By Gordon Mitchell, Ph.D.
Part one of this blog post explored how recent social psychology research on “motivated reasoning” troubles key premises underlying traditional argument pedagogy. In particular, the “boomerang effect,” documented by Lewandowsky and colleagues, occurs when deployment of certain argument strategies causes interlocutors to recoil and cling even more tightly to their settled views. The Lewandowsky group recommends several “debiasing” strategies that may help arguers mitigate boomerang effects.
Last week, Republican consigliere and frequent electoral debate negotiator Ben Ginsburg appeared on Bloomberg News’ “With All Due Respect,” with John Heilemann and Mark Halperin, to discuss the effort that he led to take debate negotiations with the networks out of the hands of the Republican National Committee. Several candidates were unhappy, as everyone knows by now, about the moderators’ performance during the CNBC Republican Presidential Debate on October 28th. The conversation on WADR turned to the Annenberg Debate Reform Working Group, of which Mr. Ginsburg is a member.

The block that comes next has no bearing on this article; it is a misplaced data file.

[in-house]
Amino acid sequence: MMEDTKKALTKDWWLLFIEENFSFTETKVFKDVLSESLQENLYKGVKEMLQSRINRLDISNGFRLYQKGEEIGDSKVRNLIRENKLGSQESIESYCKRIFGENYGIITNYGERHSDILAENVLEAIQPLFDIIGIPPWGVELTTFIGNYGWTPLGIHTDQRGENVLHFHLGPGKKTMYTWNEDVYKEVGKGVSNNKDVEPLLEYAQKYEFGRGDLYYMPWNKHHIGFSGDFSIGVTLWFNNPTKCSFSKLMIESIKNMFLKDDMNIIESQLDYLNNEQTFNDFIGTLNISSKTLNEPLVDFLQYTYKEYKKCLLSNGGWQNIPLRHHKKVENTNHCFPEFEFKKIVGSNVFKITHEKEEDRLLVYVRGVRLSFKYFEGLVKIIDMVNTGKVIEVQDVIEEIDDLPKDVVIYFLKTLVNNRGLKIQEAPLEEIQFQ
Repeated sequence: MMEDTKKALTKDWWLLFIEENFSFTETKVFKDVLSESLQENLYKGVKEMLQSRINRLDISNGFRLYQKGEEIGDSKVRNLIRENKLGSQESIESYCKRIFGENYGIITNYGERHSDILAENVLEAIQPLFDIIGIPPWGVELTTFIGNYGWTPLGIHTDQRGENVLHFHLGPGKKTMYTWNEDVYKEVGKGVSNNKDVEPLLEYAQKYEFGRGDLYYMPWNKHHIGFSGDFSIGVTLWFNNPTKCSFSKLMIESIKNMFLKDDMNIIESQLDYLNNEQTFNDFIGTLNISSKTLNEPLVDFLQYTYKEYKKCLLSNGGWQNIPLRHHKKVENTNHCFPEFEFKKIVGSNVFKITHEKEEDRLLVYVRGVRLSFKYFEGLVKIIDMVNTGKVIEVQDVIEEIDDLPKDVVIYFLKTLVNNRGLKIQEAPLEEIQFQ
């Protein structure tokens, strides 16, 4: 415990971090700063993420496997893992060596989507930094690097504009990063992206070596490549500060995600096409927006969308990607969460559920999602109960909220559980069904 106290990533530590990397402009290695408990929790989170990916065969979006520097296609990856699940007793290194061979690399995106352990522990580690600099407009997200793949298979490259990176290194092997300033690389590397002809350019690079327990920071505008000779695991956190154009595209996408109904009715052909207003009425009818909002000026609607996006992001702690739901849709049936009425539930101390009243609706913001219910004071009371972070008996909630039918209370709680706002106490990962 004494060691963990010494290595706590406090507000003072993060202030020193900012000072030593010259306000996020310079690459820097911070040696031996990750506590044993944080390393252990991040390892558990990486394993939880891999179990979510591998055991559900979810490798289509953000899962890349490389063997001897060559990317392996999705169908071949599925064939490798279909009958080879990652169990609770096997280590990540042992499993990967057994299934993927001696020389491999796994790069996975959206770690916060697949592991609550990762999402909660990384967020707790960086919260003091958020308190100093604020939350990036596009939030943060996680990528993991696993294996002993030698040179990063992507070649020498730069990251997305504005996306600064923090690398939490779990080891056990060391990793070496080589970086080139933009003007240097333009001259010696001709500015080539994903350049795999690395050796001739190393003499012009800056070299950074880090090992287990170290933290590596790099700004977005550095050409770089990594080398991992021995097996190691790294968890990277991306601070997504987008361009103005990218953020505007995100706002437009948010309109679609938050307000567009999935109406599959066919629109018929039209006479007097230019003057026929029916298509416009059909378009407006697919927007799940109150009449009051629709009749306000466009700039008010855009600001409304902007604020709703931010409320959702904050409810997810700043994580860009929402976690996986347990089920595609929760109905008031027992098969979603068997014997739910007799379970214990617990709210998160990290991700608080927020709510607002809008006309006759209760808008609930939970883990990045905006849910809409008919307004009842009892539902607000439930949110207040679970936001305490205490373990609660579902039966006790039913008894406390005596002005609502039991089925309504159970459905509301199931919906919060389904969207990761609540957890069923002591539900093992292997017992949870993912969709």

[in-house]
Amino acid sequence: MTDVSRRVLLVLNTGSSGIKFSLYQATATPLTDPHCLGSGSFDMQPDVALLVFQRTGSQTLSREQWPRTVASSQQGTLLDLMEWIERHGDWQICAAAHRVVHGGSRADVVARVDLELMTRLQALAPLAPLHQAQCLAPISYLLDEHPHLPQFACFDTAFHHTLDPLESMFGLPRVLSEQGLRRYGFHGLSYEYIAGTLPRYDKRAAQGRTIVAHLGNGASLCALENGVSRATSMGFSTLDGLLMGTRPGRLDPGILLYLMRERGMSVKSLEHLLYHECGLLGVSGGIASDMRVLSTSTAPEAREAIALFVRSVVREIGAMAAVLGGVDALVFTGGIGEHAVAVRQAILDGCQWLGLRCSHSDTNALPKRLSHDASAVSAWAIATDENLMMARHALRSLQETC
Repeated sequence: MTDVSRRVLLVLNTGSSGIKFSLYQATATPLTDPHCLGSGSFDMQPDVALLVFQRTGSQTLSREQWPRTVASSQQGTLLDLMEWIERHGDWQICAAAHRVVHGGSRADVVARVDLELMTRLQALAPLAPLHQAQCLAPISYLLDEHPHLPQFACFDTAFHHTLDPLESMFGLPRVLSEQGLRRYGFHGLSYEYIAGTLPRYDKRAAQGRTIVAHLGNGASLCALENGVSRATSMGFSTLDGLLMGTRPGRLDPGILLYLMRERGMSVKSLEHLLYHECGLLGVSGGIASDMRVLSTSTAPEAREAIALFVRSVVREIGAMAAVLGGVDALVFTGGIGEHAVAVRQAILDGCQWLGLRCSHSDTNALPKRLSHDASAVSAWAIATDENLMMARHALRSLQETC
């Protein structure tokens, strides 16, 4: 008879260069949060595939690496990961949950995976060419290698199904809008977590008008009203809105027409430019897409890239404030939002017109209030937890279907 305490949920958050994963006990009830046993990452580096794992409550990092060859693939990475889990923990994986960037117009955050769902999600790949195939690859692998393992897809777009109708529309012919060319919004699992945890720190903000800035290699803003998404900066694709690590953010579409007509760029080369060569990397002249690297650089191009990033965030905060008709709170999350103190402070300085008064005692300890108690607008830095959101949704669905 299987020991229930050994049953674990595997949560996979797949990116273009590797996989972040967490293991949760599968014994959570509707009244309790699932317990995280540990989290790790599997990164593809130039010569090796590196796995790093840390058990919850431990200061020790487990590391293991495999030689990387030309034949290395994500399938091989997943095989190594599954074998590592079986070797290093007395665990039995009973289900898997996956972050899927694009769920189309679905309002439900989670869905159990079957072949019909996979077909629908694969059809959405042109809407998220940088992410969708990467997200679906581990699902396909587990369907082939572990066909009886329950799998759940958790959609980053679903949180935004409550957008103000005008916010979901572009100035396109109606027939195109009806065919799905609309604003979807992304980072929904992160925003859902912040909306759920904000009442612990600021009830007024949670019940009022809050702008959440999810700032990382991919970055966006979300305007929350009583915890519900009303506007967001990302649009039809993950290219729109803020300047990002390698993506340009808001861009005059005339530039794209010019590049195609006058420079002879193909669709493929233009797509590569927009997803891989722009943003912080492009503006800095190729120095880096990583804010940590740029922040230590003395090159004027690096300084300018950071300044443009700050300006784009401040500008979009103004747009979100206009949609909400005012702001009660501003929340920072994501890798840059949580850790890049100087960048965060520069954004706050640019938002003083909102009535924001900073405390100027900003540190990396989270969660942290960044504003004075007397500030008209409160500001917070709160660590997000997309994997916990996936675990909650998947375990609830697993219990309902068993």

Formed by the Annenberg Public Policy Center of the University of Pennsylvania, and its highly esteemed director Kathleen Hall Jamieson, the Working Group put out a set of 50-page report over the summer with recommendations designed to close the gap between the presidential debates’ civic promise and their increasingly spectacle-ized and infotainment-centered condition.